Dinan attracts tourists - why wouldn't it with such a wealth of preserved buildings, the river and all its history. - there are tourist shops - lots of postcards and souvenirs alongside butchers and bakers - but it never strikes me as "tacky tourism".
This is still a real working little town with a life of its own - shared with lots of visitors.
Respect the little houses you walk past - real people live there!
Dinan is a medieval town, so it is no wonder that it has a Chateau. The Dinan Chateau, also known as the Tower of Duchesse Anne, was built in the 14th Century, between 1382-1387.
Dinan, city and castle, were the property of the family of Dinan until XIII century
In the chapel on the ground floor of the castle keep, there is a collection of holy objects, furniture, and gold and silver ware. Located in the basement ( once the castle kitchen)there is a collection of prehistoric tools. A series of illustrated information boards tell the story of the castle buildings and life in the Middle Ages. These are all in the Chateau museum.
I loved the stunning views across the walled city of Dinan from the chateau terrace!
IT IS OPEN ALL DAYS
Mainly from 10am - 6pm.
In the winter months, please check with the Tourist Office.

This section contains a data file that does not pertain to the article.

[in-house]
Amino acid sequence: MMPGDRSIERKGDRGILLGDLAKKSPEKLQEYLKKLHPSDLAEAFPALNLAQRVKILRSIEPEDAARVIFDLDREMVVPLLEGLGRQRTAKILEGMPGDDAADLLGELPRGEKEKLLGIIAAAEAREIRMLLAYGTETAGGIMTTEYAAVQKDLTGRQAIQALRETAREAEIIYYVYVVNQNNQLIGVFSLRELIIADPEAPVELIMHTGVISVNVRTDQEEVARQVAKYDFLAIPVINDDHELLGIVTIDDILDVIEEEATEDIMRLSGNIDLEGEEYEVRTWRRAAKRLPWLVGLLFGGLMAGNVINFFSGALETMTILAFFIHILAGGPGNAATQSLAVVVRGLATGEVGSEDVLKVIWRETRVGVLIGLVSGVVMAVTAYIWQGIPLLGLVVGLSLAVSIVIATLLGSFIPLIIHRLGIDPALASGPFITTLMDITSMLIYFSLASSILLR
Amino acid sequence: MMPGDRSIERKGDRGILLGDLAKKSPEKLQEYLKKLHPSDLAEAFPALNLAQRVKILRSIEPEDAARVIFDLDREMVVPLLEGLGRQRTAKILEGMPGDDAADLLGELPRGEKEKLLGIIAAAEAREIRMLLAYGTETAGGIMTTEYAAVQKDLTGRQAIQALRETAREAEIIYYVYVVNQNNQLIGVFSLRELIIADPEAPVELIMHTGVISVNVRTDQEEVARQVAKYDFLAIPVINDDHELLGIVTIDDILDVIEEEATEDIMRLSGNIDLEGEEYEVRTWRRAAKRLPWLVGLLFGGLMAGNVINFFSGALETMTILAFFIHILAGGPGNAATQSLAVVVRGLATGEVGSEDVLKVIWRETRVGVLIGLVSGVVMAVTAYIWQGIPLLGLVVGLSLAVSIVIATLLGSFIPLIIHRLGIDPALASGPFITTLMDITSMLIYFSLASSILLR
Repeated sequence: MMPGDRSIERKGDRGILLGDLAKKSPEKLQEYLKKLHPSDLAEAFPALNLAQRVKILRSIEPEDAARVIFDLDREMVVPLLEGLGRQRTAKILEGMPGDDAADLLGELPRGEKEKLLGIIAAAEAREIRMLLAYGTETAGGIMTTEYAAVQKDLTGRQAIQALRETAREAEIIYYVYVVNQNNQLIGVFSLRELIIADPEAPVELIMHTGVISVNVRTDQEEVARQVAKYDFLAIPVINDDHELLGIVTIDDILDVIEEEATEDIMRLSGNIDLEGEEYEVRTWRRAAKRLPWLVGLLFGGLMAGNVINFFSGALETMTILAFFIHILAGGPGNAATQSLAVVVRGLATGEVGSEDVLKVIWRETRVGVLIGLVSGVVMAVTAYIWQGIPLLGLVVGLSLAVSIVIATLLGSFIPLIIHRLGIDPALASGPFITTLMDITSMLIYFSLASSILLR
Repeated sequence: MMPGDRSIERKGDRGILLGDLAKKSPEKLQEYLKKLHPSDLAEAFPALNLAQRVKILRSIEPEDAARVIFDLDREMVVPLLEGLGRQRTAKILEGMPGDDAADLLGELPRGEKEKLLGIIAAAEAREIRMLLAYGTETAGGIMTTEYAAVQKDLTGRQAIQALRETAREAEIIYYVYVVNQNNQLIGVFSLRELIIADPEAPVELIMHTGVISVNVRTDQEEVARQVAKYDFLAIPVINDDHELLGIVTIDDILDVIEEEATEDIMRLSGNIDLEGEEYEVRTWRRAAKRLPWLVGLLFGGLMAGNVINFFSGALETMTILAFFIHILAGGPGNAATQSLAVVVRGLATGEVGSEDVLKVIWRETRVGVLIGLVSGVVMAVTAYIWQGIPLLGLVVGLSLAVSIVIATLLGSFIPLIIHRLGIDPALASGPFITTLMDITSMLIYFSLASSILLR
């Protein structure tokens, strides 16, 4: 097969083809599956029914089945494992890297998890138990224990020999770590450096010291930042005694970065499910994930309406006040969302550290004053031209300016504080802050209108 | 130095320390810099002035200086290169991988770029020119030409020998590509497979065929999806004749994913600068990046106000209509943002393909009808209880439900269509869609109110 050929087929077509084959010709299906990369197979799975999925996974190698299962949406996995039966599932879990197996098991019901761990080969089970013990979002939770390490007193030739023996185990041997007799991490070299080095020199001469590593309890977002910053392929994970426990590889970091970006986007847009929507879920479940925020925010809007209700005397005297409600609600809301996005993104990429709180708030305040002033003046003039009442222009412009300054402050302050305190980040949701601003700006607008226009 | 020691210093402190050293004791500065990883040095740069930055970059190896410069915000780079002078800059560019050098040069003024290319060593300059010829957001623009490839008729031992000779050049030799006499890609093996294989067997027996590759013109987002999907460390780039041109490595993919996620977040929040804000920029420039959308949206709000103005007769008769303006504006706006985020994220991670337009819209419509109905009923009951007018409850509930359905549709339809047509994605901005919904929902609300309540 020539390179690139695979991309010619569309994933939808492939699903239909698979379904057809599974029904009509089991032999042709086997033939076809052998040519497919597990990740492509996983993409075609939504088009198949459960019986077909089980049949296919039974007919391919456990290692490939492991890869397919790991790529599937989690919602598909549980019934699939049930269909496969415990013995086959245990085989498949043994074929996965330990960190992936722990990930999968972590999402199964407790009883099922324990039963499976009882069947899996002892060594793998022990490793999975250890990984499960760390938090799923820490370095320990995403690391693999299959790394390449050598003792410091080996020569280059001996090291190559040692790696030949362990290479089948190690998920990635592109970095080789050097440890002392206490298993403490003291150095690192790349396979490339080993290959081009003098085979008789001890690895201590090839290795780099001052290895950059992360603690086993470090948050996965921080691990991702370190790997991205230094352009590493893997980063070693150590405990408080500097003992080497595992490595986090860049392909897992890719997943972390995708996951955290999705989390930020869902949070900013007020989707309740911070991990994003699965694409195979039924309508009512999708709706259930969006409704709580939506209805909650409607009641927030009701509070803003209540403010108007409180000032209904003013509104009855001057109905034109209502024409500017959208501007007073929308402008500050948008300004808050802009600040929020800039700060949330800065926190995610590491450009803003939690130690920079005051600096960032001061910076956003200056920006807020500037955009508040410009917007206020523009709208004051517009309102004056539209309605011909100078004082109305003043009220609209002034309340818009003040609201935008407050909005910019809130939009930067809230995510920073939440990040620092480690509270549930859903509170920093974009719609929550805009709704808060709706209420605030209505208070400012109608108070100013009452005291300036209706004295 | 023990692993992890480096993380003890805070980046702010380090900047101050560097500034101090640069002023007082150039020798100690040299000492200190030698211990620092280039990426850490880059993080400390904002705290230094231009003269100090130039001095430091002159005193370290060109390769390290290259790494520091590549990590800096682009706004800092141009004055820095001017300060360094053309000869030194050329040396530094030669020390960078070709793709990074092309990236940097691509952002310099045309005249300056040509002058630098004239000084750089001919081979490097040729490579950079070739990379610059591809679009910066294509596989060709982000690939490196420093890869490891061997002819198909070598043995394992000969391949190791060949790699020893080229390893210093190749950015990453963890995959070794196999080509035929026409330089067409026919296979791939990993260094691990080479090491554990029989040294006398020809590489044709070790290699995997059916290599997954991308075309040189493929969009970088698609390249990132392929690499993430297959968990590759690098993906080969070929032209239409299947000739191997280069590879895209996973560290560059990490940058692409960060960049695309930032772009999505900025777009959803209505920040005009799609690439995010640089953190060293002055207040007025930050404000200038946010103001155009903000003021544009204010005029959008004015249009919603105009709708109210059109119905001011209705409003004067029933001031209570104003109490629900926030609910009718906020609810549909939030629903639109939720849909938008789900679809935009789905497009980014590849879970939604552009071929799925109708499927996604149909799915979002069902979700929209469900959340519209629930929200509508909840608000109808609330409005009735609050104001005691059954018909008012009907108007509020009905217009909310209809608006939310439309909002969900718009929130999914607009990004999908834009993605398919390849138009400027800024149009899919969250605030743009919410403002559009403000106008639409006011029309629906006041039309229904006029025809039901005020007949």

ADMISSION IS 4.20 euros
The old town of Dinan is really lovely. I think what makes it more so, is the River Rance.
Water, lots of Boats, Old Medieval homes, shops, cafes, this is a lovely area to spend some time. There are boat tours available, they leave from Porte de Dinan quayside and take 2¾ hours.............we didn't do one, not enough time.
As we were leaving Dinan, heading up a hill in our car, I noticed the beautiful views of the "old town" and had to stop for photo's.
I think it was the road to Lanvallay.
Dinan is Brittany's one of the most beautiful all-round medieval town. You can see houses and buildings built by heavy stones. They can stand against the strong wind of Brittany. Its relatively small town and the architect is typically Brittany.
One really enjoys walking around and visiting medieval streets.
The river-side is a "must to see" area. Its beautiful and calm area with medieval houses are built along the river. Its used also as a small harbor. There are nice cafes and restaurants. People were enjoying sun and conversation. The life goes slowly here.
From the old bridge we saw the Rance river and the once active port now only a place for excursion boats and yachts and the like but it is certainly nicely situated (if you do not mind the climb to the center of town). Some take excursions down the river and bus back (not us).